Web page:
Research at the Language Academy
Research on second language acquisition has shown that the age a person starts to learn a second language is correlated with their degree of mastery. The younger the start, the better. Unlike adults, children can reach native like competence in the second language provided they receive continuous exposure and use the language from childhood to adulthood.
When is the Optimal Age to Learn a Second Language?
Very little is known about the optimal age in childhood to start learning a second language, and an answer to this question has implications for language education in childhood and educational policies. Even less is known about how children start and how they develop with different structural properties of the target language during the time they are learning a language.
Like adults, children who learn another language already have knowledge of their native language, but unlike adults they may deploy more implicit language learning mechanisms. An issue that is not clear is whether transfer from the native language is as evident and strong as it appears to be in adult L2 acquisition or whether it depends on the age of the child.
To address these questions, the University Language Academy is conducting research on the very early development of the grammatical system of Spanish as a second language (at the pronunciation, vocabulary and grammar level) by school age children ages 4-9 taking Spanish as a second language at school. The University of Illinois Campus Research Board provided initial funding for this research project. The team is led by Prof. Silvina Montrul (Spanish and Portuguese and Linguistics), and includes Tania Ionin (Linguistics), Melissa Bowles (Spanish and Portuguese), Andrei Cimpian (Psychology), all at the University of Illinois, along with former teacher and alumna Alexandra Morales Reyes (now Assistant Professor of Spanish at Universidad de Puerto Rico Mayagüez) and graduate students Begoña Arechabaleta (Spanish and Portuguese) and Rejane Días (Curriculum and Instruction).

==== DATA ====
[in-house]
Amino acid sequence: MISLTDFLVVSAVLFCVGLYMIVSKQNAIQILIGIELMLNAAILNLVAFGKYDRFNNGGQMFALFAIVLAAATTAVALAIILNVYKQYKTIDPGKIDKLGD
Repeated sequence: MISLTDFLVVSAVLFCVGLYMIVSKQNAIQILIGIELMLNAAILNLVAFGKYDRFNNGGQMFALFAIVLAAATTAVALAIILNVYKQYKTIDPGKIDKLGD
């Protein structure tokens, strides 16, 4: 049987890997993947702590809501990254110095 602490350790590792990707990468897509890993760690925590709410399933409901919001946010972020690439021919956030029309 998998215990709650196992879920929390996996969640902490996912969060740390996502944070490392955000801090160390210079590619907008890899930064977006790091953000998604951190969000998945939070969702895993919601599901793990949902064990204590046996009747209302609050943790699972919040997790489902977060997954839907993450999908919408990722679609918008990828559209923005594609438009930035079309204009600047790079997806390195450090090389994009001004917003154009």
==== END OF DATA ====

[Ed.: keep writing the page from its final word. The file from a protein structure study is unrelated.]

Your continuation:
Our research combines longitudinal observations in the classroom to examine how Spanish instruction from teachers and student interaction contributes to their language development and experimental methodologies (comprehension and production tasks) targeting vocabulary, pronunciation, and basic grammatical knowledge (word order, gender, number, articles, ser and estar). We also examine how children develop language awareness and metalinguistic skills, which aid with the acquisition of literacy in their first and second languages. To date, about 30 children from the University Language Academy have participated in our research projects.